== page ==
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Contact: Public Affairs, 415-561-4730
SAN FRANCISCO— The first phase (Phase A) of a $5 million repair project to the Crissy Field Promenade is nearing completion. Construction crews will begin to lay the new and improved trail surface on the eastern end of the promenade (Phase A) later this week and expect to reopen this popular trail section adjacent to East Beach by late May.
Beginning next week, construction set-up and some closures will begin on the central section of the promenade (Phases B and C). Work on Phases B and C will now be combined to enhance public safety and expedite project time frames. The central promenade work is scheduled for completion by the end of June.
Park rangers ask all visitors and recreationalists to stay alert, follow detours and remain flexible to changing conditions as work progresses in the coming weeks. Detour signs as well as project information coordinators from the Golden Gate National Parks Conservancy will continue to be on-site during work hours to help visitors navigate dynamic detour routes and beach access points. During Phases B and C, cyclists and pedestrians will be rerouted off the promenade to the nearby Mason Street multi-use path. The beaches, marsh and airfield, as well as nearby Presidio destinations will remain open throughout construction.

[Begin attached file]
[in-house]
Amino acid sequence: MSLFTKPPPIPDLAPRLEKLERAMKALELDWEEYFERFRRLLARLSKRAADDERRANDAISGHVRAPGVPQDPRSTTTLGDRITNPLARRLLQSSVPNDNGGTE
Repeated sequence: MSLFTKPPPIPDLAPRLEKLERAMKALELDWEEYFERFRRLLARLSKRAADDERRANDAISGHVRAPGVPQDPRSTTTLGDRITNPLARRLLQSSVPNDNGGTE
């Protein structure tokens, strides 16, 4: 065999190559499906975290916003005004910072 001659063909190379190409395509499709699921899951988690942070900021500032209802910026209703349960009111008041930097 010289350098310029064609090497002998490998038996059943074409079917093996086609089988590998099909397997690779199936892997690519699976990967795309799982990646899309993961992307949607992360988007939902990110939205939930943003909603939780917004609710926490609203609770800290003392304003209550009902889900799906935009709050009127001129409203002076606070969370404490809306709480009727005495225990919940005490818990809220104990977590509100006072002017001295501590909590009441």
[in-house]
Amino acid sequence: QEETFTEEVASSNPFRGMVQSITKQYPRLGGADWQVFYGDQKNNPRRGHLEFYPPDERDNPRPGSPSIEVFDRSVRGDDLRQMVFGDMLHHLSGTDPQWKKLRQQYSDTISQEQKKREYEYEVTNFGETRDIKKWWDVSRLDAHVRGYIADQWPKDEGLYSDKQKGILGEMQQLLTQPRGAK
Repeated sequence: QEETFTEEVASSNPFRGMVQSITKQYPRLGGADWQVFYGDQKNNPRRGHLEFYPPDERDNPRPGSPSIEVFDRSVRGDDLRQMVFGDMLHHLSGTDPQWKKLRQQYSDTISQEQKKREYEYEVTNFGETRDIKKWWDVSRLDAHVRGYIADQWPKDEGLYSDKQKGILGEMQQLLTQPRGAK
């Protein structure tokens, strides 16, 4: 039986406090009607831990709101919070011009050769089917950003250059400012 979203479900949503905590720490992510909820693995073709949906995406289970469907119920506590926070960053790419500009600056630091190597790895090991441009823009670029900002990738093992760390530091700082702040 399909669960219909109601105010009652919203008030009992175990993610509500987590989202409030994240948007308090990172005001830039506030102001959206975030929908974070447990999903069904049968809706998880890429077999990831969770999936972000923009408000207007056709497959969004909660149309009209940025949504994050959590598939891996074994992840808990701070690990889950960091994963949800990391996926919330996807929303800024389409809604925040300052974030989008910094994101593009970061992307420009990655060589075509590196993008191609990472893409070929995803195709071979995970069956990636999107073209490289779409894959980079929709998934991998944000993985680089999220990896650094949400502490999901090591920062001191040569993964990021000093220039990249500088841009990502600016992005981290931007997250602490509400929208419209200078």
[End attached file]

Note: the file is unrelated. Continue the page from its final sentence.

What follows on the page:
The park had hoped to keep part of the promenade open for public use through Phase C while doing work on Phase B, but determined it would not be safe due to heavy trucks and construction equipment traveling through the central section of the promenade. Combining work will also allow crews to complete work on the central section of the promenade more quickly, shaving a predicted 15 to 30 days off the length of the project.
Harsh weather and high use have caused the promenade surface to degrade beyond simple repair. The project will completely remove the old decomposed granite and replace it with a more durable compacted shale material that is expected to perform better over time.
The promenade repair remains on schedule and expected to be complete by the end of the summer. For more information, FAQs, and maps, visit the project website at go.nps.gov/crissypromenade or find them on Flickr.